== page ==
Hurd rump audio translator
Enable audio on GNU Hurd with a rump kernel server and PulseAudio.
This project provides a translator to be run at
/dev/audio which is partially
compatible with the Solaris audio device. It is not a complete implementation,
but it supports enough of the functionality for a PulseAudio sink. This allows
any application that plays sounds through PulseAudio to output audio on a GNU
This project itself depends on Hurd libraries and the rump client library, and it is a dependency of the PulseAudio build. The order should go as follows:
- Build and install everything needed for a Hurd development environment
- Build and install the rump kernel's
- Build and install this
- Build and install PulseAudio with the Solaris module enabled
The first two steps can be done with the standard upstream build processes.
Building the translator
Makefile here is very basic. It supports many of the usual variables for
configuring the build. Just running
make && sudo make install should be
enough to handle most needs. It will install the translator at
ioctl definitions at
/usr/include/sys/audio.h by default.
PulseAudio versions older than 11.0 require a minor edit to compile, since the Solaris module was only expected to be built with Solaris system headers.
sed -i -e 's,<sys/conf.h>,<sys/poll.h>,' src/modules/module-solaris.c
After this edit, it should be able to be built and installed using the normal
upstream procedure. Ensure the
configure command does not use the option
--disable-solaris so it can detect
<sys/audio.h>. Alternatively, append
--enable-solaris option to the
configure command to require it.
With the translator and PulseAudio's Solaris module installed, the following component configurations should result in an audible Hurd system.
The rump kernel described here expects to drive an AC97 sound card. For use
with QEMU, include the
-soundhw ac97 option to emulate such a device.
Rump kernel configuration
The translator acts as a rump client that accesses
/dev/audio in the rump
server's VFS. The following command starts a server with enough modules to
support this and drive AC97 sound cards.
rump_server -s -v \ -lrumpvfs \ -lrumpdev \ -lrumpdev_audio \ -lrumpdev_audio_ac97 \ -lrumpdev_pci \ -lrumpdev_pci_auich \ unix:///run/rump.sock
Note the socket it creates at
/run/rump.sock must be writable for the UID of
the translator process, which should be
root) if it was started from a
translator record on the file system.
The translator command only has a single option, the URL of the rump server's
socket. It is equivalent to using the
RUMP_SERVER environment variable, but
the command-line option has higher precedence. Assuming the translator was
/hurd/audio, the following command will start it for the above
server and write the translator record to run it automatically on future boots.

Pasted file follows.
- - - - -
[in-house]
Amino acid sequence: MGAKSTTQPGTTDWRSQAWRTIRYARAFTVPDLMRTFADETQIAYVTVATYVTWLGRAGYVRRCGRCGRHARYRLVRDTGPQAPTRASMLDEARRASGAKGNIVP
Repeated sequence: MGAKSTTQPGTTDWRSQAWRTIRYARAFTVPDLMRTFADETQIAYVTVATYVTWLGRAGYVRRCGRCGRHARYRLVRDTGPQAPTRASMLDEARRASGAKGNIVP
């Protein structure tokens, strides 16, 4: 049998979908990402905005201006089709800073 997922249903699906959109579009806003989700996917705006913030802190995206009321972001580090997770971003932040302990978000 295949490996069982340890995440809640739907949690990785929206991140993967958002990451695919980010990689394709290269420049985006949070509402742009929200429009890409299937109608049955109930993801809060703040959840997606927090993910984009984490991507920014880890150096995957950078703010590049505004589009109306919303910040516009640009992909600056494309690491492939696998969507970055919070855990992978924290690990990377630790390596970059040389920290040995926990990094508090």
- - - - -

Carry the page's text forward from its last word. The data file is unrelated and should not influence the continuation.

settrans -acfgp /dev/audio /hurd/audio --url=unix:///run/rump.sock
/dev/audio is writable for whatever users should have permission to
play sounds. At this point
*.au files should be playable (or recordable) by
direct writes (or reads) to this device.
To account for the translator's incomplete compatibility with Solaris, a few
settings in PulseAudio's configuration should be defined to avoid unsupported
ioctl calls, etc. If using
default.pa, make the following modifications.
- Avoid suspending, so don't load
module-detectisn't needed, replace it with
module-solaristo avoid using streams
channel_map=mono channels=1 format=ulaw rate=8000on
module-solaristo pick some known-supported playback parameters
Any applications that use PulseAudio should now be able to play sounds without
modifying them. A user's PulseAudio server should start automatically when it
is needed, e.g. by running
paplay on a sound file.
The translator provides a device node supporting four important operations:
- Writing data, i.e. playing audio out of speakers
- Reading data, i.e. recording audio from a microphone
AUDIO_GETINFOioctl, for retrieving device information
AUDIO_SETINFOioctl, for changing device information
The installed header
<sys/audio.h> is a modified version of NetBSD's header
<sys/audioio.h> to be more compatible with Solaris. However, the changes
required to build on Hurd make it incompatible with both NetBSD and Solaris.
The Solaris device node uses the old POSIX streams interface which is not implemented here, but PulseAudio's usage of the device is limited enough for it to bypass the streams ioctls with the aforementioned configuration changes.
The audio ioctl character is
A on both Solaris and NetBSD, but this value is
invalid on Hurd, so the installed
s instead. Also, Hurd's
ioctl definitions for structured parameters are normally defined by pairs of
the member data type and the count of consecutive members of that type. The
struct audio_info members are too many to fit into that encoding scheme, so
the ioctl definitions in
audio.h pretend all members are 64-bit integers,
with enough of them to match the same structure size.
The Solaris data structure has an
output_muted member used by PulseAudio, but
NetBSD does not define it. It was appended to the structure in
audio.h as a
64-bit integer (to keep things evenly divisble) for source compatibility, but
the value is never actually used by the translator.
As a final note: This is just a silly toy program. If anyone really wants to have PulseAudio use a rump server, it would be better to write a new PulseAudio module that directly connects to it for platform independence and less IPC.